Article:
3- Rhetorical questions:
These questions are posed by someone who does not wait for the response because they already know the response but want readers/viewers reach the same conclusion on their own using inference. The aim is to indirectly frame the audience’s mind within a certain idea so as the recipient appears to do so without being dictated. This type of questions represents the most popular ways of convincing others. The Jerusalem Post, for example, used this tactic to raise doubts about the identity of the gunman who shot dead Al-Jazeera’s reporter Shireen Abu Akleh. The Israeli newspaper highlighted that the Palestinians insisted on not handing over the bullets recovered from the site of the incident to the Israeli authorities. By posing questions such as: Why do they insist on refusal? What is it that they are trying to hide? the newspaper was suggesting that because the Palestinians tampered with the evidence, they should be held responsible, one way or another, for the killing of the Palestinian journalist.
Some linguists believe that repeating certain words or phrases in any rhetoric represents an attempt by the writer/sayer to implant a certain idea in the mind of the recipient. Psychologists agree and believe that repetition makes the concerned idea more likely to be credible. Politicians invoke this strategy while preparing their important statements to the media. Mohammed Saeed al-Sahhaf, who was Iraq’s information minister during the US invasion of the country, frequently used words such as uluj and mercenaries to make his audience believe that the allied forces are only a group of militants that can be easily crushed. Former Egyptian president Mohammed Morsi, in his last speech to the people, repeated the word “legitimacy” 52 times over the 45 minutes as a way to reiterate his right to the presidency. Additionally, former US President Donald Trump used to repeat the phrase “when was the last time?” to highlight the United State’ stand and power during his term and Barack Obama’s term. His aim was to indirectly criticize the Obama Administration’s policies.
5- Figures of speech:
Using similes, metaphors and other figures of speech is a highly important tool for convincing recipients. They embody ideas and make it easier to influence the hearts and minds. Many extremist ideologues are very good at using this tactic. They possess a wide repertoire of words that enables them to attract and recruit sympathizers and supporters. The linguistic tactic was aptly used by the team of Rumiya, one of the most influential publications issued by ISIS. It is well known that the media represent one of the most effective weapons used by ISIS. In an English-language article authored by terrorist leader Abu Musab al-Zarqawi, published over 3 issues of the online magazine (issues 11, 12 and 13), as many as 17 figures of speech were used to give advise and guidance to the jihadists. Some of these promote a great deal of violence and cruelty to pit the audience against their enemies. These include “showdown between the right and the wrong”, “aggressors are usurp our land, wolves, and even dogs that he said were emboldened against us”, “like strangers, their faces is slapped by the wind of isolation and lonliness”, “the struggle between the right and the wrong”, “Islam is waging war against the infidels”, their bare feet are bleeding from the extreme heat of the desert that was sparked by enmity.”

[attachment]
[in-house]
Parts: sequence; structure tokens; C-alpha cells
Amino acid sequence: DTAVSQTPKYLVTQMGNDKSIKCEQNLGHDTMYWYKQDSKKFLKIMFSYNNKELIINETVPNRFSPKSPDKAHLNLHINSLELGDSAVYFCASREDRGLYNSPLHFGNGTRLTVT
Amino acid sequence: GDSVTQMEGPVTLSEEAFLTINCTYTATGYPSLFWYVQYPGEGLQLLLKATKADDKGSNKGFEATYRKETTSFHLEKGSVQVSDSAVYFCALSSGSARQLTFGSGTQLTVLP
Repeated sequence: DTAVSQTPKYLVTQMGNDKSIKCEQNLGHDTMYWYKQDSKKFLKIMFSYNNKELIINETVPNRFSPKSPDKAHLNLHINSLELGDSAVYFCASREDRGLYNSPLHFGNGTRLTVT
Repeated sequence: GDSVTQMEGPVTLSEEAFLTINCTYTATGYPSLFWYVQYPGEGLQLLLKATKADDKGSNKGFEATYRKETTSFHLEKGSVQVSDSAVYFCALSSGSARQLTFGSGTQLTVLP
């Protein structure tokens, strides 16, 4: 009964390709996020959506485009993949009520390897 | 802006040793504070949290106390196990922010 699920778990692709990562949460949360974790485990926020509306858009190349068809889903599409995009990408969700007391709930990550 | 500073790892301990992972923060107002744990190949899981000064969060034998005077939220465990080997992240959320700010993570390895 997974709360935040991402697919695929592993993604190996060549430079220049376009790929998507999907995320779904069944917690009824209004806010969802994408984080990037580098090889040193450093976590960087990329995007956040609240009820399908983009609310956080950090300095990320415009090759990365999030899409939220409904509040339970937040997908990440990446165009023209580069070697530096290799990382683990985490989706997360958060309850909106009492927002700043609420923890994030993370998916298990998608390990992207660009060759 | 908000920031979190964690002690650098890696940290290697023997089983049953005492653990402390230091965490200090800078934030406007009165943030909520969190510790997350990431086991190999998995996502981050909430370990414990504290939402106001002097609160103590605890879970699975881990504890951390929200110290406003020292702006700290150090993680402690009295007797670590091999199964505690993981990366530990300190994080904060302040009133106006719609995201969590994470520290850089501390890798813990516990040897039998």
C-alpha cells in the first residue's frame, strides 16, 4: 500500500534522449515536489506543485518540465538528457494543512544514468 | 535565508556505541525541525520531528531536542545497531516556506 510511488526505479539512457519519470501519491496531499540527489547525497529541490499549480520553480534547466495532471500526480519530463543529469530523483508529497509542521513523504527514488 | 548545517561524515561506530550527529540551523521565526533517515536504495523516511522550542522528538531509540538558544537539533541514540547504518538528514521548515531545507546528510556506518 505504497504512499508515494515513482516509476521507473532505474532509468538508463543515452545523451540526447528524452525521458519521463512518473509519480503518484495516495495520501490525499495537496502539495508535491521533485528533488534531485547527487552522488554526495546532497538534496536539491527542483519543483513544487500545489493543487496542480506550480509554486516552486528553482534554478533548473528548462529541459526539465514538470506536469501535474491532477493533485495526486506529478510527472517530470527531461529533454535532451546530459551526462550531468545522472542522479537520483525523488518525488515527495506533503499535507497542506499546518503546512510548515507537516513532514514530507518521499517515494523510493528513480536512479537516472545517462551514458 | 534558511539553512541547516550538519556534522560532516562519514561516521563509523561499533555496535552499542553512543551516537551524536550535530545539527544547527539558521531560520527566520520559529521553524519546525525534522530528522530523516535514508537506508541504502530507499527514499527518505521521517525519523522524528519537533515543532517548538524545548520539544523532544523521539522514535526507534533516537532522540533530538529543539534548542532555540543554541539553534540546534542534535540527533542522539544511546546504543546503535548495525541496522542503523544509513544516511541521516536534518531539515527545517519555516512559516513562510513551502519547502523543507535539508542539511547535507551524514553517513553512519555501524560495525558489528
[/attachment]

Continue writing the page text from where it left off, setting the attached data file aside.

In conclusion, language represents a powerful weapon that can provide protection and can even be lethal. Many politicians and media persons recognize the power and importance of this dangerous weapon, and use it to promote their ideologies and achieve their goals using language tricks.